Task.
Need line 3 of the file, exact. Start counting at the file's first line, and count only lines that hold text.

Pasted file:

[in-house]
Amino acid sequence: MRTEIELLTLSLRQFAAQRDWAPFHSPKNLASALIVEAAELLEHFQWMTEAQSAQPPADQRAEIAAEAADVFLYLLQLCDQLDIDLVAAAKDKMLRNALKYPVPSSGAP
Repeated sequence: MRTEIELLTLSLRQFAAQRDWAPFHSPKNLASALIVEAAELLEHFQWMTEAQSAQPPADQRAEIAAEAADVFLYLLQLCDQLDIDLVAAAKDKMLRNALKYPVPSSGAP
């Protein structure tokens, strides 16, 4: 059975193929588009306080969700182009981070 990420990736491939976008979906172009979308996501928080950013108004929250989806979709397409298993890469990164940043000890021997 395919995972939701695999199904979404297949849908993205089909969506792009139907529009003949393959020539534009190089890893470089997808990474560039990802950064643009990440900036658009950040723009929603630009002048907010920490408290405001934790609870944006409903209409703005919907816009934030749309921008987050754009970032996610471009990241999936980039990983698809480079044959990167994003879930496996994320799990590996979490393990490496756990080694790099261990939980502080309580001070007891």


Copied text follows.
Repeated sequence: MRTEIELLTLSLRQFAAQRDWAPFHSPKNLASALIVEAAELLEHFQWMTEAQSAQPPADQRAEIAAEAADVFLYLLQLCDQLDIDLVAAAKDKMLRNALKYPVPSSGAP